Interview with Senior Fellow Jerry White

Green Couch Series: Wisdom from Global Fellows

Source: Celina Hu | The Cavalier Daily

Source: Celina Hu | The Cavalier Daily

Activist and social entrepreneur Jerry White stopped by Ashoka Ireland on a sunny Friday to talk about Irish resilience and his future plans for peace. A Senior Ashoka Fellow, Jerry previously served three years as U.S. Deputy Assistant Secretary of State, launching the Bureau of Conflict and Stabilization Operation created by former Secretary Hillary Clinton. He co-founded Landmine Survivors Network, later Survivor Corps, which led the International Campaign to Ban Landmines, awarded the 1997 Nobel Prize for Peace.

A self-proclaimed “Impact Fundamentalist,” Jerry has made it his life’s work to push for levels of systemic transformation that promote more peace and justice in the world. Though he admits he does not quite know what peace looks like yet, he has always been drawn like a moth to the flame when it comes to conflict mitigation. He shared his current professional projects, why Ireland is special to him, and what it takes for social entrepreneurs to make lasting change.

What is it about Ireland that makes social entrepreneurs thrive here?

Ireland has energy, and a little bit of fight in it, along with good humor and good stories. There’s the literature, the poetry, and the history. I think Ireland, because it has suffered and secretly likes some of its suffering, is a contradiction. That is where creativity comes in, when you have a paradox. The best of times, the worst of times. It’s very difficult but we have our music and we have our poetry and we have our community.

When you detect humor even in darker times, that is a clear hallmark of resilience. Entrepreneurship is about innovative ways for turning problems around. Entrepreneurs make up stories, imagine possibilities. They’re creative, which often comes from suffering and scar tissue, and understanding history. They take risks sometimes for survival’s sake.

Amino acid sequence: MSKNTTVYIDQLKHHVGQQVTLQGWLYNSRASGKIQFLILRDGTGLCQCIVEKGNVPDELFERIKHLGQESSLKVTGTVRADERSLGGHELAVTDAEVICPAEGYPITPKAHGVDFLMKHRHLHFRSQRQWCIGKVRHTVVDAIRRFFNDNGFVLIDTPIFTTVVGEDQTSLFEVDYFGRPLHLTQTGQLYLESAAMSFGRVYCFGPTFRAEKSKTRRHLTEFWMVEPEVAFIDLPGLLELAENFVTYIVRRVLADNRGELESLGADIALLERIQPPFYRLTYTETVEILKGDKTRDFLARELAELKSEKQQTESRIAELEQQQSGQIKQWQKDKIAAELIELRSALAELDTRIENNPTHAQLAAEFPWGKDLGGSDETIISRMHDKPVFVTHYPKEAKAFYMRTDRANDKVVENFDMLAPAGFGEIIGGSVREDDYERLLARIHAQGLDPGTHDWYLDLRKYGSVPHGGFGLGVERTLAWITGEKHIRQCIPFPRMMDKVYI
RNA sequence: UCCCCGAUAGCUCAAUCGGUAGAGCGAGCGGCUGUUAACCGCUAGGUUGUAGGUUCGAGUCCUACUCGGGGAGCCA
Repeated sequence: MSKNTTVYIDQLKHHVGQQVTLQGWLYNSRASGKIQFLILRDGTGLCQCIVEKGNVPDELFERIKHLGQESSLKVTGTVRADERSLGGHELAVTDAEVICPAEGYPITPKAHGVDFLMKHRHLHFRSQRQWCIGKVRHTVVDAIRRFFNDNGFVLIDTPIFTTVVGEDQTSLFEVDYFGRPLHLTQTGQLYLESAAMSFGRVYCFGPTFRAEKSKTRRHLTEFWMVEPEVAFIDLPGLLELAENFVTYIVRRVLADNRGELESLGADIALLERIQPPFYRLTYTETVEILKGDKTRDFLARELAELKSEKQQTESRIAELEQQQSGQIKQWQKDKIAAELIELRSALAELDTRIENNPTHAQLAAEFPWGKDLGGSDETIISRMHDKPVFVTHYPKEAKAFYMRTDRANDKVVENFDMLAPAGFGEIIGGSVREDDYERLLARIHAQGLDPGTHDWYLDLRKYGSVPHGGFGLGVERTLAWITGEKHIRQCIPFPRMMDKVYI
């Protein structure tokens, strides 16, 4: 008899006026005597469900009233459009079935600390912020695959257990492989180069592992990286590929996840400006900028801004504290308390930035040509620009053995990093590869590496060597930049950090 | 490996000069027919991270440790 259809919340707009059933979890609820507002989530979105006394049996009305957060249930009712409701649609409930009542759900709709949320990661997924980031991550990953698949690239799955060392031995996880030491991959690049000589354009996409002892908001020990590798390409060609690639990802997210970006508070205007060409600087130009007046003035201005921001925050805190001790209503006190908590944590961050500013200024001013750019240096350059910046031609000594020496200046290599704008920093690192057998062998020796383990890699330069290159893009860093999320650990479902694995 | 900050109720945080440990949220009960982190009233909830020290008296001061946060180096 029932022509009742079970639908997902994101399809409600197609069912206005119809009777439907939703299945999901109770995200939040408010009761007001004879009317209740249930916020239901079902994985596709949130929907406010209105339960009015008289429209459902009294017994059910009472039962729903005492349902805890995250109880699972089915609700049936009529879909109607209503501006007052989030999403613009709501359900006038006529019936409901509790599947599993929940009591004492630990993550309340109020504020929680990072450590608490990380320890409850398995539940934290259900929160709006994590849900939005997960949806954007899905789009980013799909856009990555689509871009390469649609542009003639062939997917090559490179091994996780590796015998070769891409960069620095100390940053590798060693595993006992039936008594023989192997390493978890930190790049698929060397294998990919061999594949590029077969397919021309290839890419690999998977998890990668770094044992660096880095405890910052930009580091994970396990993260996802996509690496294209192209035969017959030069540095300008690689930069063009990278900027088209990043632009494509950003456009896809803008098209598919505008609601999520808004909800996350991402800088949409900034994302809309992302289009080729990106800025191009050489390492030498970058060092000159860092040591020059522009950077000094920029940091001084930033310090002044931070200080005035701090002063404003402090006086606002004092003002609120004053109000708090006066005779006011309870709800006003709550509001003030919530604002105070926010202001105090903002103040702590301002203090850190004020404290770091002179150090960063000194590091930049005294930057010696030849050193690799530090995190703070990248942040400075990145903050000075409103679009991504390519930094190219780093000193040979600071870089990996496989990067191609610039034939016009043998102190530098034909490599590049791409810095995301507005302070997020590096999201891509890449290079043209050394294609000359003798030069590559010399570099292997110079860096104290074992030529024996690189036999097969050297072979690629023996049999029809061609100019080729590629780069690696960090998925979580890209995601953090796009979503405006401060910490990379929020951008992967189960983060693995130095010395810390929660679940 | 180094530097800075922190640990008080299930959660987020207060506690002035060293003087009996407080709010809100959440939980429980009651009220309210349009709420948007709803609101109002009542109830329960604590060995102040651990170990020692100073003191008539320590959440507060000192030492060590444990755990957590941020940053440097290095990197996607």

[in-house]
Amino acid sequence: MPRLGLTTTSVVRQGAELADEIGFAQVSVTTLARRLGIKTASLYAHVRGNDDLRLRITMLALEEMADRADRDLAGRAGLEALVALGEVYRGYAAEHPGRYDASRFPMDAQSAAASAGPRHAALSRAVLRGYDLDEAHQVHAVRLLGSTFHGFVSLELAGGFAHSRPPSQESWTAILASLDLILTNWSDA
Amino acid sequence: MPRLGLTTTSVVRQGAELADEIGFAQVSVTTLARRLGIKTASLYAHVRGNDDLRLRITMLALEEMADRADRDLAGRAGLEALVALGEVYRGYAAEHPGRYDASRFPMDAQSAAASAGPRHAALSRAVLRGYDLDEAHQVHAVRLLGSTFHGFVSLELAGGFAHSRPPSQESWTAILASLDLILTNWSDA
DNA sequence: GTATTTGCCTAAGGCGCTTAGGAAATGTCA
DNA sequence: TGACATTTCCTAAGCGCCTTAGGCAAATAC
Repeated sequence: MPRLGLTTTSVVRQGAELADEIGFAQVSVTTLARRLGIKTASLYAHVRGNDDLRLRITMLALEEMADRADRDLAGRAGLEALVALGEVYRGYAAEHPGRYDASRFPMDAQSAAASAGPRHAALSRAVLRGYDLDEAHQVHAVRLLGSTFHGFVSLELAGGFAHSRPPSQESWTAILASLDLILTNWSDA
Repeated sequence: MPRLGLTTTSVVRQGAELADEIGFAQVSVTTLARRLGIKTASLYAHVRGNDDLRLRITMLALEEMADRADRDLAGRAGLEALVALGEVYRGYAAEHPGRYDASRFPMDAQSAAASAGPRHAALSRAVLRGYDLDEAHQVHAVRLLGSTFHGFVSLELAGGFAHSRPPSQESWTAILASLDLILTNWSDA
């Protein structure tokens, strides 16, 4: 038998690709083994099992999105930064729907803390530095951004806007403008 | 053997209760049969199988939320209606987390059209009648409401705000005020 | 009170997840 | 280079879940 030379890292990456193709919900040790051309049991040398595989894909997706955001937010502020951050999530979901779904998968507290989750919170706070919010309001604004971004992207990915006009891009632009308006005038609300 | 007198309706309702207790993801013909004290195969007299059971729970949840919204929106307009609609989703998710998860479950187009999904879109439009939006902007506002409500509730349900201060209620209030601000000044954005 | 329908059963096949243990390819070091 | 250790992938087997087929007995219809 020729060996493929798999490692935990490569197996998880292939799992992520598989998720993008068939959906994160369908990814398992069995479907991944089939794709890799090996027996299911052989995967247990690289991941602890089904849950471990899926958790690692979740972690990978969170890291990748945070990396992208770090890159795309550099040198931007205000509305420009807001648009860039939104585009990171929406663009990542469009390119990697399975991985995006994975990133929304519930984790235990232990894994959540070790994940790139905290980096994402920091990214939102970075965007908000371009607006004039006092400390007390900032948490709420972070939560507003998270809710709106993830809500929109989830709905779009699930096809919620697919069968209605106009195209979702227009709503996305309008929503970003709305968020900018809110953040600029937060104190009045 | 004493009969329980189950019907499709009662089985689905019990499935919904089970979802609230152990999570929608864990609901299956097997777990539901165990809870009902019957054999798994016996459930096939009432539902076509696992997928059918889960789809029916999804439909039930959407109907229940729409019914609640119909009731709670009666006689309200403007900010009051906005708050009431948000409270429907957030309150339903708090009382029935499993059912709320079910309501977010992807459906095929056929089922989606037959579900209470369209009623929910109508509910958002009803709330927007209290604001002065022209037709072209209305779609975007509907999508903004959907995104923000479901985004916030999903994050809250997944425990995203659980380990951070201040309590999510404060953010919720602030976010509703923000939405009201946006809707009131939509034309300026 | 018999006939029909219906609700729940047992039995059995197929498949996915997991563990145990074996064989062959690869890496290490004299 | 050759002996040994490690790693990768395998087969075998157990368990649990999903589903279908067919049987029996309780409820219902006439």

I have a bias, since my mother was half Irish and my father was half Irish. Americans think of themselves as pie charts, and that makes me 50% Irish. Ireland was my first international trip when I was 9 years old and I had a lot of firsts here. I milked my first cow, I rode my first horse. I played grass tennis and got eggs out of a hen house. Some girl kissed me for the first time and chased me around with a broom. It was all fun and magic on this island where we spent a whole month.  I also had my first fight with two farm boys. We threw stones at each other while they yelled at us that they couldn’t understand our accents and we yelled at them that we didn’t understand theirs. I think Ireland helped me become an entrepreneur because I took risks here.

You have three jobs right now: Teaching a class on religion and violence at University of Virginia, running the non-profit Global Covenant Partners, and getting a predictive analytics company, Global Impact Strategies, off the ground. How do these intersect?

When I was invited into government four years ago, I thought that it was my time to serve. I was appointed by the Obama administration as a Deputy Assistant Secretary to set up a new Conflict and Stabilization Operation Bureau. This was happening at the time of the Arab spring, the Middle East was falling apart, Putin in Ukraine, Boko Haram in Nigeria. There was no end to the conflicts we were trying to stabilize. My time in government was one of the most entrepreneurial times I faced and I have deep respect for government work.

The social entrepreneurs in Ashoka may not have understood how you can be creative inside government... it was almost like I had gone off and entered a vortex of the U.S. government and there was this “we’ll talk to Jerry when he gets out” feeling. Government was restricting, but not uncreative. We created a new bureau, engaging religious leaders around the world, introducing the use of advanced analytics in the State Department to do predictive analysis to prevent disaster. By the time I left the government, I didn’t want to go to an office in the morning until 8 at night. I wanted to stretch my neck and figure out what my vision for the future was.

How did you refocus and decide your next move?